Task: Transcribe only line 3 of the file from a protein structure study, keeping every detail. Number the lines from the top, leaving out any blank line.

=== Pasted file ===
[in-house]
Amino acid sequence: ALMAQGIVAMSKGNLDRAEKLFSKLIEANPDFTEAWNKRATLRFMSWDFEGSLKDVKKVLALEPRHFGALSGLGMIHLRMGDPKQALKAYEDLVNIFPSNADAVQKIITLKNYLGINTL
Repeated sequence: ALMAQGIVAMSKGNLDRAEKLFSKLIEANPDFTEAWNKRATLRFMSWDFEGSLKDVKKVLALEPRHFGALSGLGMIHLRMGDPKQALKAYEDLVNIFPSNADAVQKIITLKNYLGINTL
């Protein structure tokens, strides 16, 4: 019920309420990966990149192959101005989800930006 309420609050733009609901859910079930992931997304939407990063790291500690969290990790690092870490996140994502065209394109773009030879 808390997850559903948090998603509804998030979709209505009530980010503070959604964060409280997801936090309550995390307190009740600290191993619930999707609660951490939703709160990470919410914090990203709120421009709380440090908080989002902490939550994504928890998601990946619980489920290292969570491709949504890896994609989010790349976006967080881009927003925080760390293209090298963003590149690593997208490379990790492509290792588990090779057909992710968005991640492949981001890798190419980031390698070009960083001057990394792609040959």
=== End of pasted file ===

Repeated sequence: ALMAQGIVAMSKGNLDRAEKLFSKLIEANPDFTEAWNKRATLRFMSWDFEGSLKDVKKVLALEPRHFGALSGLGMIHLRMGDPKQALKAYEDLVNIFPSNADAVQKIITLKNYLGINTL